Three students talking on the way to a lecture

Study modules

Year 1

Compulsory modules

Research 1: Paradigms

This module focuses on research paradigms, enabling you to position yourself in relation to them, thinking about your identity, experiences and understanding of research. 

Writing for Academic Practice 1

Designed to support the writing process and to scaffold your development towards the writing of publishable research, this module offers you the opportunity to be involved in the analysis and evaluation of research articles, peer reviewing, editing, drafting and reformulation of written work. 

Learning, Culture and Society

This module introduces major education and social theories, and offers an opportunity to undertake research or a substantive literature review to explore an area that interests you. 

Year 2

Compulsory modules

Investigating Complexity

This module covers a range of well-established theories, with a view to deepening your core skills for critical enquiry and helping you to develop a conceptual framework for your thesis research. 

Research 2: Methods

Focuses on the different methods of research, encouraging you to think more widely about alternative methods which you could use for your thesis. 

Writing for Academic Practice 2

You will develop your own writing skills with a view to publishing articles in academic journals. You will also have an opportunity in a virtual learning environment (VLE), to debate and have discussions with EdD students at the University of Hawaii.

Year 3

Compulsory modules

Preparing your Research Proposal

In this module you will have advice on the selection of a thesis topic. You will be asked to present your proposal to the doctoral cohort. You will also be supported in preparing your proposal for Registration with Oxford Brookes University’s Research Degree Committee (RDC).

Thesis (continues in Years 4 and possibly 5)

You will be allocated a team of 2 supervisors who will support you as you undertake your research and write your thesis. Your thesis will be about 50,000 words in length and will focus on a specialist area of your choice. It will make a distinct contribution to knowledge in the field of study and demonstrate your capacity for original, autonomous research. Support in writing your thesis is provided through meetings with your assigned supervisors and through regular thesis workshops.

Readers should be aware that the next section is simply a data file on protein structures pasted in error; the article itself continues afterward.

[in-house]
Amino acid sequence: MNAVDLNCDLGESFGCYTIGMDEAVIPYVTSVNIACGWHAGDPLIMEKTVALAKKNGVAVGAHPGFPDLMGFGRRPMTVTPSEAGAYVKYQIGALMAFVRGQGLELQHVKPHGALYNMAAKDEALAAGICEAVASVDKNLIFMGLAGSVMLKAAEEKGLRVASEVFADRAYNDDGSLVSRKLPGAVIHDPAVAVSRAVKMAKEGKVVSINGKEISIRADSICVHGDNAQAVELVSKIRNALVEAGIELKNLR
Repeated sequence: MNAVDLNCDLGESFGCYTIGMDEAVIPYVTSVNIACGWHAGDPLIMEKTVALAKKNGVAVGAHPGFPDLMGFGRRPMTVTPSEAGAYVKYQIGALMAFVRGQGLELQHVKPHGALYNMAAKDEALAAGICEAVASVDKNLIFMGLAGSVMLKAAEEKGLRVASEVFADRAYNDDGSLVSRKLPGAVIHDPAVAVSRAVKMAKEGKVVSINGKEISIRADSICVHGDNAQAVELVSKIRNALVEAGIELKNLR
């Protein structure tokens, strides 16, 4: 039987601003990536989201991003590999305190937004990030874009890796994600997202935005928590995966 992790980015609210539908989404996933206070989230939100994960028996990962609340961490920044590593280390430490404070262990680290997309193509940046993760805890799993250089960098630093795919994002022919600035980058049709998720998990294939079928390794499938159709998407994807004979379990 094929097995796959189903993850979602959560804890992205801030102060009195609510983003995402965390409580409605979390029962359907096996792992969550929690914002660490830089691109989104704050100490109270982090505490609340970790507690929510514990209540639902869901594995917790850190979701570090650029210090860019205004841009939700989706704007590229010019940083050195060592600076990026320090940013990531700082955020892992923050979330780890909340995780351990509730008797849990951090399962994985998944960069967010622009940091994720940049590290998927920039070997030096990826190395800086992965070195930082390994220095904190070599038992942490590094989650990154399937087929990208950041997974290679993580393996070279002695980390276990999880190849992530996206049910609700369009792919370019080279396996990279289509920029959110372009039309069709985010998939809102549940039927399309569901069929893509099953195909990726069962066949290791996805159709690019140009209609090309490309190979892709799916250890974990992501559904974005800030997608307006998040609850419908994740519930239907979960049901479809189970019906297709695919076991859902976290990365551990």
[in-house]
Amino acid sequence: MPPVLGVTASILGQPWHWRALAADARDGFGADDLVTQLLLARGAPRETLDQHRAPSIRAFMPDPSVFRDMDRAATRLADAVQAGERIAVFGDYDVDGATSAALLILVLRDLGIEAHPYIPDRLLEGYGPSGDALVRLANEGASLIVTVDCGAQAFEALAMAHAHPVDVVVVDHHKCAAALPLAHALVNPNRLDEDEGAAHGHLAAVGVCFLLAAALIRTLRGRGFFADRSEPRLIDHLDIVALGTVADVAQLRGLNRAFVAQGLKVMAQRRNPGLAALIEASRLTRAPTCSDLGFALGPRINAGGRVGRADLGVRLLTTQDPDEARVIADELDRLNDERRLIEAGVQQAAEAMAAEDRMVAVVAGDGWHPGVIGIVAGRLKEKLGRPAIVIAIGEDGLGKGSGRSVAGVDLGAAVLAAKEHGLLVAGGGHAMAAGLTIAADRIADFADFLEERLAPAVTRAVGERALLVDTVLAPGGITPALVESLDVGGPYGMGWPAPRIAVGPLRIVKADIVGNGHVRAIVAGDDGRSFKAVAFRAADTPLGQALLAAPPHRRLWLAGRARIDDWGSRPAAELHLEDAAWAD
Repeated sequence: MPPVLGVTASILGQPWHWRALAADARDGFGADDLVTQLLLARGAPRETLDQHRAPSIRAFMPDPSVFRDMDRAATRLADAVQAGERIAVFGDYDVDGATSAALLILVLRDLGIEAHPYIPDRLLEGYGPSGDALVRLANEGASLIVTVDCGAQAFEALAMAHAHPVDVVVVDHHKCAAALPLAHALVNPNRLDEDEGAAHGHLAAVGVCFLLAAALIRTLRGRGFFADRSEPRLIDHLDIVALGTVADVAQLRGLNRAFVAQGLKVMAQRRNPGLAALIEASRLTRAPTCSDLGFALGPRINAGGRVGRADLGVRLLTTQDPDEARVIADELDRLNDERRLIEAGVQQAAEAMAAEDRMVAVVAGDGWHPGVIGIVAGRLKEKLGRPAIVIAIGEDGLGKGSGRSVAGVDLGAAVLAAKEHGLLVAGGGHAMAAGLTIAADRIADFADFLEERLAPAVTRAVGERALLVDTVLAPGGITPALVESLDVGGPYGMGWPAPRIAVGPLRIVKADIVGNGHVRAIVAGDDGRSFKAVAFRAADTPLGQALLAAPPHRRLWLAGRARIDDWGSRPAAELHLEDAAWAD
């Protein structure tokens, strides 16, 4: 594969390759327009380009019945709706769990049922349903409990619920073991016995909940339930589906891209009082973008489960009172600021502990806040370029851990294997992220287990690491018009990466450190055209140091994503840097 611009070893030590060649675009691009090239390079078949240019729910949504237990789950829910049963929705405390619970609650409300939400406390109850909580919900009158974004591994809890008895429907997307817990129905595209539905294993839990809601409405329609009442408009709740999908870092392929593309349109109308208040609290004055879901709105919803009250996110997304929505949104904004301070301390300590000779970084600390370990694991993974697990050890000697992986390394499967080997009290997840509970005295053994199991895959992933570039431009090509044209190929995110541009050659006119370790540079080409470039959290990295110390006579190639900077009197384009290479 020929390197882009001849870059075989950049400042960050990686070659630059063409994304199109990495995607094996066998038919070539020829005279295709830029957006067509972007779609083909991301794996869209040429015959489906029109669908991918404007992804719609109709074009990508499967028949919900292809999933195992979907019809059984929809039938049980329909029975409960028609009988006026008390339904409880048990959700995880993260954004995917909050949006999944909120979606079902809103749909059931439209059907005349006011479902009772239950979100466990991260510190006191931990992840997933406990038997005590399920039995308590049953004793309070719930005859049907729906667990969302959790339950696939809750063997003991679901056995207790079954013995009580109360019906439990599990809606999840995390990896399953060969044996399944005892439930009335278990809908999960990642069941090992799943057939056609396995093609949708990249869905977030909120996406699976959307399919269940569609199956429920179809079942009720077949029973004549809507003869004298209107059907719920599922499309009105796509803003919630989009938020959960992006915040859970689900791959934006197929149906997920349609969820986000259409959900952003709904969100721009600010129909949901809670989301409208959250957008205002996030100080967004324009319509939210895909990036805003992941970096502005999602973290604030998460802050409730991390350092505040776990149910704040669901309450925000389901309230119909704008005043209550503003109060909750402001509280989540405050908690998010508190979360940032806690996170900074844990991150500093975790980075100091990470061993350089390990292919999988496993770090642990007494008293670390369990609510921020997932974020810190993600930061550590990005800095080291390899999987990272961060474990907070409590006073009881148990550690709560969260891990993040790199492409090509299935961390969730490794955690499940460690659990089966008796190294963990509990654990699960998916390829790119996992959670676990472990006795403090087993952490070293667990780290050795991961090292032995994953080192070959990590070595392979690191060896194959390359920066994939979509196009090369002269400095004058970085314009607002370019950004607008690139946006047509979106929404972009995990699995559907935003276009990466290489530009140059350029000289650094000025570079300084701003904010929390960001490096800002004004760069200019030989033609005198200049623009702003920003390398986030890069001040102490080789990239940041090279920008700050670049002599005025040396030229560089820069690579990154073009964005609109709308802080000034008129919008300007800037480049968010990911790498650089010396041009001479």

Please note: As our courses are reviewed regularly as part of our quality assurance framework, the modules you can choose from may vary from that shown here. The structure of the course may also mean some modules are not available to you.

Learning and teaching

During the first part of the EdD programme, you will study taught modules. These are assessed in a variety of ways, including:

  • written assignments
  • presentations
  • your contribution to online discussions.

You will receive ongoing support through staff and postgraduate research seminars. You also have the opportunity to attend seminars provided by the University, the Graduate School and the School of Education.  

Assessment

Assessment methods used on this course

You will be assessed mostly with written assignments and presentations. 

The research project, part of the Learning, Culture and Society module, allows you to experiment with different research methods and hone your research skills. Your thesis will be assessed with a viva.
 

Research


Our research groups include: 

  • inclusion and wellbeing
  • policy, partnership and leadership
  • STEAM pedagogy and learning
  • humanistic perspectives on education
  • early years
  • applied linguistics

 We also have the following research conferences:

  • the school of education research conference
  • the EdD colloquium

Research is published in leading peer-reviewed journals. Emeritus, Honorary and Visiting Research Fellows contribute to our research programmes and outputs. 

All students are invited to attend the annual research seminar series.

Members of the School engage in a variety of funded and unfunded research projects, including the Fulbright-Peabody scholarship. Funded research studentships are offered to doctoral applicants, when feasible.  
 

Researcher reading a book

After you graduate


Career prospects

EdD students are typically experienced professionals in education, healthcare and related fields. During the programme and after graduation many will go on to promoted posts in these areas.

As a doctoral qualification, the EdD also provides opportunities for those seeking employment and promotion in the higher education sector.

Programme Changes: On rare occasions we may need to make changes to our course programmes after they have been published on the website.

For more information, please visit our Changes to programmes page.